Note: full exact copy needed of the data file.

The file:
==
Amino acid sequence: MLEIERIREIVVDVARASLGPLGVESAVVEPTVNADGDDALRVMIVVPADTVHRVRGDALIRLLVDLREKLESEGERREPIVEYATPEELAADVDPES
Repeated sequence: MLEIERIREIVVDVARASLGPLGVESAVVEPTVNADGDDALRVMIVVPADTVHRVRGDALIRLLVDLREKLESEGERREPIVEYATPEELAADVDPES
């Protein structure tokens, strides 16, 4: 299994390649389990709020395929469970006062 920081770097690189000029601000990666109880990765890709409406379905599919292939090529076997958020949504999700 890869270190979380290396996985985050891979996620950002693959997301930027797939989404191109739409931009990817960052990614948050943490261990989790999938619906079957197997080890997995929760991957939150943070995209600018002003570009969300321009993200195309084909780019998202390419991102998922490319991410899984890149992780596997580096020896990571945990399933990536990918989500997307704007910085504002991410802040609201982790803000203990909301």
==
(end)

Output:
Amino acid sequence: MLEIERIREIVVDVARASLGPLGVESAVVEPTVNADGDDALRVMIVVPADTVHRVRGDALIRLLVDLREKLESEGERREPIVEYATPEELAADVDPES
Repeated sequence: MLEIERIREIVVDVARASLGPLGVESAVVEPTVNADGDDALRVMIVVPADTVHRVRGDALIRLLVDLREKLESEGERREPIVEYATPEELAADVDPES
């Protein structure tokens, strides 16, 4: 299994390649389990709020395929469970006062 920081770097690189000029601000990666109880990765890709409406379905599919292939090529076997958020949504999700 890869270190979380290396996985985050891979996620950002693959997301930027797939989404191109739409931009990817960052990614948050943490261990989790999938619906079957197997080890997995929760991957939150943070995209600018002003570009969300321009993200195309084909780019998202390419991102998922490319991410899984890149992780596997580096020896990571945990399933990536990918989500997307704007910085504002991410802040609201982790803000203990909301």